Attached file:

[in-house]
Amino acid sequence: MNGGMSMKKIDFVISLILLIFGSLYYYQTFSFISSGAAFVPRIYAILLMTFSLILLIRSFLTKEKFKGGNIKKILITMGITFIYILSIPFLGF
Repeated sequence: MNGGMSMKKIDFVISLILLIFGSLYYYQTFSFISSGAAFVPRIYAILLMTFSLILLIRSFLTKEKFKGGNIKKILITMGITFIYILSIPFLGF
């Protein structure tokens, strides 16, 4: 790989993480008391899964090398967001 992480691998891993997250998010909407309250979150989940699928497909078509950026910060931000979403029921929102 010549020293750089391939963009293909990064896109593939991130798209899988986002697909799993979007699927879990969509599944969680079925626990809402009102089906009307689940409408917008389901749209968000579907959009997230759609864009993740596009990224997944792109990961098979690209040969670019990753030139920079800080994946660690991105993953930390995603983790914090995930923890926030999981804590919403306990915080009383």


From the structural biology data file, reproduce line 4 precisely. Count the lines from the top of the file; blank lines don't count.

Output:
């Protein structure tokens, strides 16, 4: 790989993480008391899964090398967001 992480691998891993997250998010909407309250979150989940699928497909078509950026910060931000979403029921929102 010549020293750089391939963009293909990064896109593939991130798209899988986002697909799993979007699927879990969509599944969680079925626990809402009102089906009307689940409408917008389901749209968000579907959009997230759609864009993740596009990224997944792109990961098979690209040969670019990753030139920079800080994946660690991105993953930390995603983790914090995930923890926030999981804590919403306990915080009383």